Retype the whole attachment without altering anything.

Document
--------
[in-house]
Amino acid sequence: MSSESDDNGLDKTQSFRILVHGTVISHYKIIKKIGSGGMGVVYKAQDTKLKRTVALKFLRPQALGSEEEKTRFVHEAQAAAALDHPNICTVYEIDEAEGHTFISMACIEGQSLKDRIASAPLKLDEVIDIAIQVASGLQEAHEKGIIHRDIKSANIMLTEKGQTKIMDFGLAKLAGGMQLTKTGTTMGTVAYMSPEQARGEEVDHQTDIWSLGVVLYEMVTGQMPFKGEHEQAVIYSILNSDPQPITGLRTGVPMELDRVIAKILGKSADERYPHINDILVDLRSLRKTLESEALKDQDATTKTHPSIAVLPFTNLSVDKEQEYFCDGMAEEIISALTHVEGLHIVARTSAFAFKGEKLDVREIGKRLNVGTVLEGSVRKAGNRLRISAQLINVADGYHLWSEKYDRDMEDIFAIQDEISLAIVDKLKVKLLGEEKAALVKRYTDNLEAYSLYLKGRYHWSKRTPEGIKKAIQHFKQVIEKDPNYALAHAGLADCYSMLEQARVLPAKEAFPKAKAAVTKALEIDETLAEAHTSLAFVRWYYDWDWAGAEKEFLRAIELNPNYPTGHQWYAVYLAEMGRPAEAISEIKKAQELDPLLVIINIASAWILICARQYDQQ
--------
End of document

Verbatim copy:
[in-house]
Amino acid sequence: MSSESDDNGLDKTQSFRILVHGTVISHYKIIKKIGSGGMGVVYKAQDTKLKRTVALKFLRPQALGSEEEKTRFVHEAQAAAALDHPNICTVYEIDEAEGHTFISMACIEGQSLKDRIASAPLKLDEVIDIAIQVASGLQEAHEKGIIHRDIKSANIMLTEKGQTKIMDFGLAKLAGGMQLTKTGTTMGTVAYMSPEQARGEEVDHQTDIWSLGVVLYEMVTGQMPFKGEHEQAVIYSILNSDPQPITGLRTGVPMELDRVIAKILGKSADERYPHINDILVDLRSLRKTLESEALKDQDATTKTHPSIAVLPFTNLSVDKEQEYFCDGMAEEIISALTHVEGLHIVARTSAFAFKGEKLDVREIGKRLNVGTVLEGSVRKAGNRLRISAQLINVADGYHLWSEKYDRDMEDIFAIQDEISLAIVDKLKVKLLGEEKAALVKRYTDNLEAYSLYLKGRYHWSKRTPEGIKKAIQHFKQVIEKDPNYALAHAGLADCYSMLEQARVLPAKEAFPKAKAAVTKALEIDETLAEAHTSLAFVRWYYDWDWAGAEKEFLRAIELNPNYPTGHQWYAVYLAEMGRPAEAISEIKKAQELDPLLVIINIASAWILICARQYDQQ